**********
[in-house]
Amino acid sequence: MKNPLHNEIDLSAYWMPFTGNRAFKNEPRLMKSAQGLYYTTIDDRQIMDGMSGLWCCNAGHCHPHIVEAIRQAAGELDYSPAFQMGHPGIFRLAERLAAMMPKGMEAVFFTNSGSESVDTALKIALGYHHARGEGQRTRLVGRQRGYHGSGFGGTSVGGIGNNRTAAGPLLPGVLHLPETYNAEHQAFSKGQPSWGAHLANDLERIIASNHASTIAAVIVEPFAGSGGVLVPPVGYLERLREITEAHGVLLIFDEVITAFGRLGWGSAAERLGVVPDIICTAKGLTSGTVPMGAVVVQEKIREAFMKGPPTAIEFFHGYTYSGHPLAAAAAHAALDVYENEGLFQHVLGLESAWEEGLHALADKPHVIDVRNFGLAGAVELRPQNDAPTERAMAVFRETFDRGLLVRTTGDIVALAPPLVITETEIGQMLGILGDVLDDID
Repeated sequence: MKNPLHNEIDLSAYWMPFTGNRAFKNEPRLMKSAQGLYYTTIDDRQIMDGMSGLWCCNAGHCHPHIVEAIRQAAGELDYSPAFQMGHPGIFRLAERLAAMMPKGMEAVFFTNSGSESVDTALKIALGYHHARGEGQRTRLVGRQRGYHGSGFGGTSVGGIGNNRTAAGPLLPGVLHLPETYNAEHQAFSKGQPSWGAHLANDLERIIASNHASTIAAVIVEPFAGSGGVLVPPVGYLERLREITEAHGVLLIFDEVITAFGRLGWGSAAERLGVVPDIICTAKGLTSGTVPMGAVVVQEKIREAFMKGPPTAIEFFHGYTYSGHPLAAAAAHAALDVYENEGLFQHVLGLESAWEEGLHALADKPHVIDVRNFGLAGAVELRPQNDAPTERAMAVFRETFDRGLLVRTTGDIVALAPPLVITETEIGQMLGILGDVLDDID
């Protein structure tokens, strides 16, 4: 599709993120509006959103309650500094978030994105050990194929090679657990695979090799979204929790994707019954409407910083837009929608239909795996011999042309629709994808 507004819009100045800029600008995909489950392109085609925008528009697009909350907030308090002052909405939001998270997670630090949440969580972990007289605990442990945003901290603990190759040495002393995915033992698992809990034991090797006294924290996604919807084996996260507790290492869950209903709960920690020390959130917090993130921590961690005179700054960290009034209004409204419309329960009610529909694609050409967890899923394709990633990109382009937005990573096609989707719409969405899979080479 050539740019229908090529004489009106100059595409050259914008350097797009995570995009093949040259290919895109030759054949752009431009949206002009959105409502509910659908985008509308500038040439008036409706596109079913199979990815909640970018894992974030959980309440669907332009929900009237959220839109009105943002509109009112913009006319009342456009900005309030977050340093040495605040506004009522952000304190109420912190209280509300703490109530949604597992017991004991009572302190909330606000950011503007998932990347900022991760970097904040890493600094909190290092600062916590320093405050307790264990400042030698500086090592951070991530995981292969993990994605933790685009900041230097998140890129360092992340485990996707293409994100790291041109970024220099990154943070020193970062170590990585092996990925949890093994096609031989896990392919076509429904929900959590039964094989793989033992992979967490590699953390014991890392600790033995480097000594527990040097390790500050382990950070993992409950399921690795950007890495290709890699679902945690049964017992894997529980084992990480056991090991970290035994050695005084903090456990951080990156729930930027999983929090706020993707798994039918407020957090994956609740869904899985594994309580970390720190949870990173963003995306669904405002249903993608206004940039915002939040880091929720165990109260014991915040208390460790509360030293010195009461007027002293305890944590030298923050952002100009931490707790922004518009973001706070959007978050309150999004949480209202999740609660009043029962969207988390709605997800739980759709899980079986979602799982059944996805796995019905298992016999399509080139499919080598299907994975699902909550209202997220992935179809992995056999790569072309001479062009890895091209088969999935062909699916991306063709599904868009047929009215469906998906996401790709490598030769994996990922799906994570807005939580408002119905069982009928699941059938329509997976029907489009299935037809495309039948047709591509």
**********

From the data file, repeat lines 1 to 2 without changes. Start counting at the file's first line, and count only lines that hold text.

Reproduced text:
[in-house]
Amino acid sequence: MKNPLHNEIDLSAYWMPFTGNRAFKNEPRLMKSAQGLYYTTIDDRQIMDGMSGLWCCNAGHCHPHIVEAIRQAAGELDYSPAFQMGHPGIFRLAERLAAMMPKGMEAVFFTNSGSESVDTALKIALGYHHARGEGQRTRLVGRQRGYHGSGFGGTSVGGIGNNRTAAGPLLPGVLHLPETYNAEHQAFSKGQPSWGAHLANDLERIIASNHASTIAAVIVEPFAGSGGVLVPPVGYLERLREITEAHGVLLIFDEVITAFGRLGWGSAAERLGVVPDIICTAKGLTSGTVPMGAVVVQEKIREAFMKGPPTAIEFFHGYTYSGHPLAAAAAHAALDVYENEGLFQHVLGLESAWEEGLHALADKPHVIDVRNFGLAGAVELRPQNDAPTERAMAVFRETFDRGLLVRTTGDIVALAPPLVITETEIGQMLGILGDVLDDID